In the past, I've had to move because that's what got me the opportunities that were the most interesting. Having said that, some of the people I admire most in my field are those who have stayed at their institution and really grown with it. I don't like moving. I'd like to believe this is a place that is exciting for five years, and then another five. This place has the potential to keep me excited and interested for a long time.

It sounds like you're not motivated by money, but by what keeps you interested.

I didn't get into this for the money. I knew that from the beginning.

What does keep you excited and interested?

Working with artists -- specifically, working with an artist and facilitating the creation of a new artwork. Not collaborating. ... In a city like Baltimore, an artist coming to do a project with the Contemporary is rich with possibilities.

So, what, beyond your work excites you?

Architecture. I am very visually oriented. Maybe that has to do with creating, building something, like renovating a house. In California, I lived in a mid-century modern house ... I spent a lot of time working on it. ... I [also] like reading about art.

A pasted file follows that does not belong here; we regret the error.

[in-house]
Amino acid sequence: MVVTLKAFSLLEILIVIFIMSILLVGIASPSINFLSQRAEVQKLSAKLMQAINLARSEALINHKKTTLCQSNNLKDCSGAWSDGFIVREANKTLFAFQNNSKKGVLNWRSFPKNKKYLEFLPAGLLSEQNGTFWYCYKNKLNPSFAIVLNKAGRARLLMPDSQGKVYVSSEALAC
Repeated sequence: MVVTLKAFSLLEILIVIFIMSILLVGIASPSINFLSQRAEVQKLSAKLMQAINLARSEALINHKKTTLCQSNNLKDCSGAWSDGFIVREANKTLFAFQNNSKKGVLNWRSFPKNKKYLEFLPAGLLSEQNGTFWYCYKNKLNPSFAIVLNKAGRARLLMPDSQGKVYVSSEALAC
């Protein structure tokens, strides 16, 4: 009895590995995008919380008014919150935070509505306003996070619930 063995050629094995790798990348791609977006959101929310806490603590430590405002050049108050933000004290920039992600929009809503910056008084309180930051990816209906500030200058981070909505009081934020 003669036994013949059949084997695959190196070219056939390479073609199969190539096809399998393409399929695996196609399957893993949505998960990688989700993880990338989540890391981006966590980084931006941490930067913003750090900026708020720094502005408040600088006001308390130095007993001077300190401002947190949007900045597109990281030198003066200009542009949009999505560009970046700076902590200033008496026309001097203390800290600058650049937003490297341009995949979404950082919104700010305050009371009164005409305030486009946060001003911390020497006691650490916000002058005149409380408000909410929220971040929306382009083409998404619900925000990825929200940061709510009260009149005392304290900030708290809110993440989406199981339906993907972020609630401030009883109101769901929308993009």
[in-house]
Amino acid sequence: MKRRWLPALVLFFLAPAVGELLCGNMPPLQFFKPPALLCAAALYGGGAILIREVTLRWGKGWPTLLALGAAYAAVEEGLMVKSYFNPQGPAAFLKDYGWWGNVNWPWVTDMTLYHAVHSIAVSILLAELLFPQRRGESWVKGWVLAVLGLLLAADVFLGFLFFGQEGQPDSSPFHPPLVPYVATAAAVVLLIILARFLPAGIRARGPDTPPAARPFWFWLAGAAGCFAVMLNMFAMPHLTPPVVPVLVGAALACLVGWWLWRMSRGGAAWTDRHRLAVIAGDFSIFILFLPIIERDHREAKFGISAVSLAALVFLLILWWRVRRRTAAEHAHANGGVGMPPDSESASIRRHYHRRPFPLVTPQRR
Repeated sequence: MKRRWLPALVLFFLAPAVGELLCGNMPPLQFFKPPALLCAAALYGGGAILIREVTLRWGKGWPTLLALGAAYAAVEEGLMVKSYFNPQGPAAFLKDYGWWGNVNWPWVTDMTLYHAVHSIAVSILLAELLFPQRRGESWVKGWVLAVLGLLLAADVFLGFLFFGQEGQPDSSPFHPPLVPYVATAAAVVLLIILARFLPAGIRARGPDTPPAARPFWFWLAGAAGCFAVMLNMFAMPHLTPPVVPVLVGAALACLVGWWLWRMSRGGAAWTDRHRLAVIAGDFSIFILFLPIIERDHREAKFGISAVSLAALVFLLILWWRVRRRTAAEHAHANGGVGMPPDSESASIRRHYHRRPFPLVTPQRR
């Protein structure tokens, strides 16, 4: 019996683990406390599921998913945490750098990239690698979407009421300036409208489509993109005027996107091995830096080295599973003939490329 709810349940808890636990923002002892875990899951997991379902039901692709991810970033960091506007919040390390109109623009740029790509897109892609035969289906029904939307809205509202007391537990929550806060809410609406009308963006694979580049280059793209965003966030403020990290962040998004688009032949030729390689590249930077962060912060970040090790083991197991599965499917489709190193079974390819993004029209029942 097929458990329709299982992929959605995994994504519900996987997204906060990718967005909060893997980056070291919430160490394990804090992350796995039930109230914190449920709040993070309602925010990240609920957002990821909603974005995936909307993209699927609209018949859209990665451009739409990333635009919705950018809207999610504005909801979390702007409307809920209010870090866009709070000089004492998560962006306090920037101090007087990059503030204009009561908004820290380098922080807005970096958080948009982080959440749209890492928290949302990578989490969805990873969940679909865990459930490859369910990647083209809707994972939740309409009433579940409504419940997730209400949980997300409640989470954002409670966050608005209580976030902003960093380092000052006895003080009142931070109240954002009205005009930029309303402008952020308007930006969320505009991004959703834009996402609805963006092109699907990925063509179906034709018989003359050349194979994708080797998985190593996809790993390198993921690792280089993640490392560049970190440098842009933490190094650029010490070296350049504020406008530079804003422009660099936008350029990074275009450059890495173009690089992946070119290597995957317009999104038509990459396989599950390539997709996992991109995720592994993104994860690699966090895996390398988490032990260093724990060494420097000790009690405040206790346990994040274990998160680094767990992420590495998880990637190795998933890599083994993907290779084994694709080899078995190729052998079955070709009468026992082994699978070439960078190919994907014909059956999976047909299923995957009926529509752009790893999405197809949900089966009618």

It sounds like you eat, drink and sleep art.

Yep. And that's OK. But, then there's my Bernese mountain dog, Madison. Many decisions have been made based on her, specifically housing. She can't climb stairs. She's 8 years old and has hip problems. ... I have no children. Having an animal waiting for me to come home to let her out helps me leave the office. It helps me have a life. Although, when people come and visit me on Monday or Tuesday -- that's when we're closed -- she's there [at work with me]. They've all gotten to know her: board members, Henry the UPS man. Also, through her, I meet so many people who have absolutely no connection to art. When we're out there in the Mount Vernon park, we meet such a cross-section of life. I love that part of living in the city. You don't know their names, but you know the names of their dogs.

What would someone be surprised to learn about you?

I have a huge collection of David Bowie records, representing a very serious collecting moment in my teens. Even though I had no knowledge [then] of curating or caring for art objects, I was saving them archivally then. Each one is in a very thick plastic sleeve and in an archival box. And I keep carting them around with me.

Do you still have a record player?

No. I need to get one. Like "Ziggy Stardust," played at maximum volume, would probably sound best that way. Someone once said, you should sell the records on eBay. No way!




Benefits Baltimore Symphony Orchestra

Open bar, food stations, BSO concert, dessert, live music

Joseph Meyerhoff Symphony Hall, 1212 Cathedral St.

6 p.m.

Tickets $650-$1,100

Call 410-783-8122



Benefits the Contemporary Museum

Cash bar, hors d'oeuvres, view exhibit

100 W. Centre St.

6 p.m.


Call 410-783-5720